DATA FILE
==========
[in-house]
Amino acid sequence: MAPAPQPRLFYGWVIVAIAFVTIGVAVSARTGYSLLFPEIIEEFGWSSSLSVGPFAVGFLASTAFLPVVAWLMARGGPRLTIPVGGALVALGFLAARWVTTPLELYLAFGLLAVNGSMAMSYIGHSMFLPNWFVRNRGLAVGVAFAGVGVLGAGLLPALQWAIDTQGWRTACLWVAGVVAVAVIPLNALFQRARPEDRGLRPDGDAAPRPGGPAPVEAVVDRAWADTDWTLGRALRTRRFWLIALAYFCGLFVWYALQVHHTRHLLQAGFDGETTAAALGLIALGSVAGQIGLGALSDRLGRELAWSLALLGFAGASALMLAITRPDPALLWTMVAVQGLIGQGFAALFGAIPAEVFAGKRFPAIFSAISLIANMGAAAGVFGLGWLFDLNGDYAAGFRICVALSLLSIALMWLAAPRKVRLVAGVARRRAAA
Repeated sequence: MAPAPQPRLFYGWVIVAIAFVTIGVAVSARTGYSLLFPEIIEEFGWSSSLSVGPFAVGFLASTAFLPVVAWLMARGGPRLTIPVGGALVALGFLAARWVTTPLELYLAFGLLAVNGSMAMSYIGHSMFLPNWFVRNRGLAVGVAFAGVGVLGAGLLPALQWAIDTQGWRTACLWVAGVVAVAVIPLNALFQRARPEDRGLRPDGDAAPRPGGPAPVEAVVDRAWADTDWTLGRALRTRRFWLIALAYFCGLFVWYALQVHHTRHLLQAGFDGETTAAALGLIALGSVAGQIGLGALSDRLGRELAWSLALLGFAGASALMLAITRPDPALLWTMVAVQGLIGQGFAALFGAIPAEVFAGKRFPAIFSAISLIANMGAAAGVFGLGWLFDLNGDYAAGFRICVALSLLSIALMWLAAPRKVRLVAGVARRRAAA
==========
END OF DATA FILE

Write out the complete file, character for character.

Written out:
[in-house]
Amino acid sequence: MAPAPQPRLFYGWVIVAIAFVTIGVAVSARTGYSLLFPEIIEEFGWSSSLSVGPFAVGFLASTAFLPVVAWLMARGGPRLTIPVGGALVALGFLAARWVTTPLELYLAFGLLAVNGSMAMSYIGHSMFLPNWFVRNRGLAVGVAFAGVGVLGAGLLPALQWAIDTQGWRTACLWVAGVVAVAVIPLNALFQRARPEDRGLRPDGDAAPRPGGPAPVEAVVDRAWADTDWTLGRALRTRRFWLIALAYFCGLFVWYALQVHHTRHLLQAGFDGETTAAALGLIALGSVAGQIGLGALSDRLGRELAWSLALLGFAGASALMLAITRPDPALLWTMVAVQGLIGQGFAALFGAIPAEVFAGKRFPAIFSAISLIANMGAAAGVFGLGWLFDLNGDYAAGFRICVALSLLSIALMWLAAPRKVRLVAGVARRRAAA
Repeated sequence: MAPAPQPRLFYGWVIVAIAFVTIGVAVSARTGYSLLFPEIIEEFGWSSSLSVGPFAVGFLASTAFLPVVAWLMARGGPRLTIPVGGALVALGFLAARWVTTPLELYLAFGLLAVNGSMAMSYIGHSMFLPNWFVRNRGLAVGVAFAGVGVLGAGLLPALQWAIDTQGWRTACLWVAGVVAVAVIPLNALFQRARPEDRGLRPDGDAAPRPGGPAPVEAVVDRAWADTDWTLGRALRTRRFWLIALAYFCGLFVWYALQVHHTRHLLQAGFDGETTAAALGLIALGSVAGQIGLGALSDRLGRELAWSLALLGFAGASALMLAITRPDPALLWTMVAVQGLIGQGFAALFGAIPAEVFAGKRFPAIFSAISLIANMGAAAGVFGLGWLFDLNGDYAAGFRICVALSLLSIALMWLAAPRKVRLVAGVARRRAAA